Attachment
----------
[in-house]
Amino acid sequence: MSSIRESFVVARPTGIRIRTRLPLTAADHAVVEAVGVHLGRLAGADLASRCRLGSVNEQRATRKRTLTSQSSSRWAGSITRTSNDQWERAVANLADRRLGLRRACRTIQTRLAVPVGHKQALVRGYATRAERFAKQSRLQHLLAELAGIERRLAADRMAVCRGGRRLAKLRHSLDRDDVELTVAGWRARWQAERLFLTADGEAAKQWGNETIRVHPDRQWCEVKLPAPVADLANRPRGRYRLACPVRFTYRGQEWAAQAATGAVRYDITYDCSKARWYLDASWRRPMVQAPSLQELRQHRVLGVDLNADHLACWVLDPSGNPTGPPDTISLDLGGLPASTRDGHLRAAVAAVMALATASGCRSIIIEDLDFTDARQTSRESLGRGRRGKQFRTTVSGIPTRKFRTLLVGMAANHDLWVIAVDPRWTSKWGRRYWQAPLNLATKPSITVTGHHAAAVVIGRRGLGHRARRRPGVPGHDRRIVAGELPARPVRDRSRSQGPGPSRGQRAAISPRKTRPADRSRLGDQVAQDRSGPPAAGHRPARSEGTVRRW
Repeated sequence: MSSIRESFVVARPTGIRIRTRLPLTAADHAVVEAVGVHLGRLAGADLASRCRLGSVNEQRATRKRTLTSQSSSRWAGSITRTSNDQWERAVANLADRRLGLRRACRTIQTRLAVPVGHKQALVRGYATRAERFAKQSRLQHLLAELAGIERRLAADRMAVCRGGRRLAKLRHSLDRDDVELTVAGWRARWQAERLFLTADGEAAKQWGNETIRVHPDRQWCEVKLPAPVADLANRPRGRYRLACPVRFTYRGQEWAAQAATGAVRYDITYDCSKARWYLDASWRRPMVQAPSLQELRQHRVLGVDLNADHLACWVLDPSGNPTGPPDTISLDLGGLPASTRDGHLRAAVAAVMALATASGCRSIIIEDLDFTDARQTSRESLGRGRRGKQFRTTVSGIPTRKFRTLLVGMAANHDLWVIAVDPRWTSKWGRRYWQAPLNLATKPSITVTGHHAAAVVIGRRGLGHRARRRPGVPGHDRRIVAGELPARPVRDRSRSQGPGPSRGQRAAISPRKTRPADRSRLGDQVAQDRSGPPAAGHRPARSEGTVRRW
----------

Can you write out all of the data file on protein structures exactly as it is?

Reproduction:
[in-house]
Amino acid sequence: MSSIRESFVVARPTGIRIRTRLPLTAADHAVVEAVGVHLGRLAGADLASRCRLGSVNEQRATRKRTLTSQSSSRWAGSITRTSNDQWERAVANLADRRLGLRRACRTIQTRLAVPVGHKQALVRGYATRAERFAKQSRLQHLLAELAGIERRLAADRMAVCRGGRRLAKLRHSLDRDDVELTVAGWRARWQAERLFLTADGEAAKQWGNETIRVHPDRQWCEVKLPAPVADLANRPRGRYRLACPVRFTYRGQEWAAQAATGAVRYDITYDCSKARWYLDASWRRPMVQAPSLQELRQHRVLGVDLNADHLACWVLDPSGNPTGPPDTISLDLGGLPASTRDGHLRAAVAAVMALATASGCRSIIIEDLDFTDARQTSRESLGRGRRGKQFRTTVSGIPTRKFRTLLVGMAANHDLWVIAVDPRWTSKWGRRYWQAPLNLATKPSITVTGHHAAAVVIGRRGLGHRARRRPGVPGHDRRIVAGELPARPVRDRSRSQGPGPSRGQRAAISPRKTRPADRSRLGDQVAQDRSGPPAAGHRPARSEGTVRRW
Repeated sequence: MSSIRESFVVARPTGIRIRTRLPLTAADHAVVEAVGVHLGRLAGADLASRCRLGSVNEQRATRKRTLTSQSSSRWAGSITRTSNDQWERAVANLADRRLGLRRACRTIQTRLAVPVGHKQALVRGYATRAERFAKQSRLQHLLAELAGIERRLAADRMAVCRGGRRLAKLRHSLDRDDVELTVAGWRARWQAERLFLTADGEAAKQWGNETIRVHPDRQWCEVKLPAPVADLANRPRGRYRLACPVRFTYRGQEWAAQAATGAVRYDITYDCSKARWYLDASWRRPMVQAPSLQELRQHRVLGVDLNADHLACWVLDPSGNPTGPPDTISLDLGGLPASTRDGHLRAAVAAVMALATASGCRSIIIEDLDFTDARQTSRESLGRGRRGKQFRTTVSGIPTRKFRTLLVGMAANHDLWVIAVDPRWTSKWGRRYWQAPLNLATKPSITVTGHHAAAVVIGRRGLGHRARRRPGVPGHDRRIVAGELPARPVRDRSRSQGPGPSRGQRAAISPRKTRPADRSRLGDQVAQDRSGPPAAGHRPARSEGTVRRW